Communication between men and women looks and sounds different, says Marla Ahlgrimm. Women’s brains are wired to use twice as many words and more than three times more gestures than men. Women additionally communicate with each other through emotions. In the battle of the sexes, women come out on top where language skills are concerned.

It will come as no surprise to most wives that men deal with stress easier than women. Whereas men can let things go (seemingly) at the drop of a hat, women hold on to stress and strain throughout the day and well into the night. It’s no wonder then, says Marla Ahlgrimm, that women suffer with insomnia more often than their male bedmates. In the US, 40 million women don’t get enough shut eye at least three nights per week.

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Marla Ahlgrimm: Weird Weight Gain

Marla AhlgrimmIf your scale and your lifestyle seemed to conflict, there could be a reason. In the following brief post, Marla Ahlgrimm explains a few of the least considered weight gain triggers in women.

Gut in a rut. Believe it or not, your digestive process may be the reason you’re packing on pounds. Incomplete or irregular bowel movements, dehydration, and even poor probiotics can wreak havoc on your insides. Fecal impaction can move the scale up by more than 20 pounds, says Marla Ahlgrimm.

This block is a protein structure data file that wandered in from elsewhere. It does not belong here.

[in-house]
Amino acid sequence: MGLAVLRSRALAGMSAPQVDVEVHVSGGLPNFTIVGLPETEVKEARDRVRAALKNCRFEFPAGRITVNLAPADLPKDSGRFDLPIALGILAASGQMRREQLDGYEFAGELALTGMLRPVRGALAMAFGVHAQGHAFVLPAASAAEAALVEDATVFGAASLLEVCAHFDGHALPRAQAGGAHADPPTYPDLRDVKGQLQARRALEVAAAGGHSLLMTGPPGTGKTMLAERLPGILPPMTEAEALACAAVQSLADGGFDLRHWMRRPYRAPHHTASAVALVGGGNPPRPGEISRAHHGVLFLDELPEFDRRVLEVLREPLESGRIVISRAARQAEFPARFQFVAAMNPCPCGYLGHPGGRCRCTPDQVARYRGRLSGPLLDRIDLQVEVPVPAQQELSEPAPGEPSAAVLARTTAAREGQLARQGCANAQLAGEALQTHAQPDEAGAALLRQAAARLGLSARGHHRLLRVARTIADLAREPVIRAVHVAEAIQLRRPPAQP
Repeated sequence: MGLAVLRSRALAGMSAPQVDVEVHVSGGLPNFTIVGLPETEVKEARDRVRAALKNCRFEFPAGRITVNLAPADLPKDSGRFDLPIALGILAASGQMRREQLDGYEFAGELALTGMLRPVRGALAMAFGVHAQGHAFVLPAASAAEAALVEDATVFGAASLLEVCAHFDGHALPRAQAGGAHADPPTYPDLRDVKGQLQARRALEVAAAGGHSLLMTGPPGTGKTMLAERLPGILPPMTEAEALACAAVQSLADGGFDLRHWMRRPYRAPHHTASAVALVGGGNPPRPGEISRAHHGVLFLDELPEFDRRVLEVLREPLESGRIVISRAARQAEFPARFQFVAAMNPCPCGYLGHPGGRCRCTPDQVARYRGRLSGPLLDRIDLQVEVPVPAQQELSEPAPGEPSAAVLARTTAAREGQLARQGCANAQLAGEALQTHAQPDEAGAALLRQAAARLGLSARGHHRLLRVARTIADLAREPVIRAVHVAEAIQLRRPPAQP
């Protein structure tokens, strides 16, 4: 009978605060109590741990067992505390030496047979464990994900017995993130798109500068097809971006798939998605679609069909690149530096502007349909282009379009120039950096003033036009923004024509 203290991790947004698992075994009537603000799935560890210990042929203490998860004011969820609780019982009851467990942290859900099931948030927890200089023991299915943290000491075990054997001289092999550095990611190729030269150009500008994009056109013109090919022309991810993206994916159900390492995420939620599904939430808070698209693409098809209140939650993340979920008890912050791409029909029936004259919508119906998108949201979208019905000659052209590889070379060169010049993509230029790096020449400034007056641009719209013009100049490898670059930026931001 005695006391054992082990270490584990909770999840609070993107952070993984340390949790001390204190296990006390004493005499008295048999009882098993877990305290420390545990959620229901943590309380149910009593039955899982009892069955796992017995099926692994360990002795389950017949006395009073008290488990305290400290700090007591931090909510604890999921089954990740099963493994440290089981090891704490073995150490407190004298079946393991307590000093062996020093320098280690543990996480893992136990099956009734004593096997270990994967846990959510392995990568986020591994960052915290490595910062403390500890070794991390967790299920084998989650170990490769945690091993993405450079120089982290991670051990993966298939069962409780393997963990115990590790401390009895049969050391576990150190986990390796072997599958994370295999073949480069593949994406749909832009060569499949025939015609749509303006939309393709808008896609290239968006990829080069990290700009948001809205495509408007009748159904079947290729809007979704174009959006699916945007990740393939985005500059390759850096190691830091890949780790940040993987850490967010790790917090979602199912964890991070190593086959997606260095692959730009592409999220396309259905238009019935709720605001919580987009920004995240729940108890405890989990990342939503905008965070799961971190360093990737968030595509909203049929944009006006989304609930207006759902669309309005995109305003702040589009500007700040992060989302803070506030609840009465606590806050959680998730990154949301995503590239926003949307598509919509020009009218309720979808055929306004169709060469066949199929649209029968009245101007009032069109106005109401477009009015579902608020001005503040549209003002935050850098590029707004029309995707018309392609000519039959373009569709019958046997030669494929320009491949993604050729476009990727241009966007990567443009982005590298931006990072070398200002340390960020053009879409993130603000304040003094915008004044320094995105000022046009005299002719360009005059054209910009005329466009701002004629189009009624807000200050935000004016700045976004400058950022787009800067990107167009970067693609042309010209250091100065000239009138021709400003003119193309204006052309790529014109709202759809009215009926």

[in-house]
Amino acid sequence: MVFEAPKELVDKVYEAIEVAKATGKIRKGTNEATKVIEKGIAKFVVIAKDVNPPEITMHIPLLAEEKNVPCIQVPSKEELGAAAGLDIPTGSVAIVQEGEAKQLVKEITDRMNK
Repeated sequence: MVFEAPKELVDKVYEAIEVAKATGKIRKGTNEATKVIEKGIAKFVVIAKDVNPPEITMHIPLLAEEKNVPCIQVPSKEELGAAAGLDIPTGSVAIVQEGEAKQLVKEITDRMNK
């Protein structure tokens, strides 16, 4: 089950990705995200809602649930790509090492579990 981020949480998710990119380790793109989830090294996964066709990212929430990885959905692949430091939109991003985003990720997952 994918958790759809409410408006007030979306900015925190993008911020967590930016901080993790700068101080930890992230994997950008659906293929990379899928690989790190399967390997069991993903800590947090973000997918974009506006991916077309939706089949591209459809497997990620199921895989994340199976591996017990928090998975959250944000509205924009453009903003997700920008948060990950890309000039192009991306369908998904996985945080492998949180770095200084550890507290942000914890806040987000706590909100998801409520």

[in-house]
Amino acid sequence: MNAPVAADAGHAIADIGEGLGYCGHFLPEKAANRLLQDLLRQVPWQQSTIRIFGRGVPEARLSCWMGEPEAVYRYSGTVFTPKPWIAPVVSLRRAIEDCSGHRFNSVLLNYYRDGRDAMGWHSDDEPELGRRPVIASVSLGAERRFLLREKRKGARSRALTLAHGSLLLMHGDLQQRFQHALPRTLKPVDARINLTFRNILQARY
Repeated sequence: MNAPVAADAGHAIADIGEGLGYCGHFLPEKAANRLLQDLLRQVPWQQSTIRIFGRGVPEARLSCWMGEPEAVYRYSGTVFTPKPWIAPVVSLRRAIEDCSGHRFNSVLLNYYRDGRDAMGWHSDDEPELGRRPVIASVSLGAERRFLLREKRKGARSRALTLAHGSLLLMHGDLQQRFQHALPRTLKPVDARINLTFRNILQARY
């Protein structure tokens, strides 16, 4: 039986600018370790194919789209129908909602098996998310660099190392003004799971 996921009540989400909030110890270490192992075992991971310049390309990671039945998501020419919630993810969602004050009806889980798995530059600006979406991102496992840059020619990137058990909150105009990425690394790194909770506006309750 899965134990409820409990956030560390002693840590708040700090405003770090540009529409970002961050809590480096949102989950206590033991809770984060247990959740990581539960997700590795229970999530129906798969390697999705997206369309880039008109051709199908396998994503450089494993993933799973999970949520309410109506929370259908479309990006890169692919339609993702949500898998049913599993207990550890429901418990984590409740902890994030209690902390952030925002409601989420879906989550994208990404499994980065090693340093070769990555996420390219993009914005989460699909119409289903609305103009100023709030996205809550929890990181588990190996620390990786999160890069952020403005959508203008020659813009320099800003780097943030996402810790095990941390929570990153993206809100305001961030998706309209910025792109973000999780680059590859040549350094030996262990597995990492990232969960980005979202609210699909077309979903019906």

Nutrition deficient. Everything you eat affects your body from the inside out. Being low on iron or vitamin D, for instance, can result in a sluggish metabolism that you unconsciously compensate for with carbohydrates, caffeine, and sweet treats. Boost your body’s ability to burn calories by eating a balanced diet that consists of lean proteins, vegetables, and fruit. Marla Ahlgrimm cautions, however, that a change in your eating habits may not be enough to intake the amount of nutrients your body needs and suggests speaking with your doctor to rule out other issues, such as insulin resistance.

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Marla Ahlgrimm: Diabetes and Infertility

Marla AhlgrimmAccording to the Centers for Disease Control, more than 12% of women of childbearing age struggle with infertility. There are a number of causes of infertility, says women’s health expert Marla Ahlgrimm. Diabetes, while not often linked with reproductive issues, may contribute to some cases.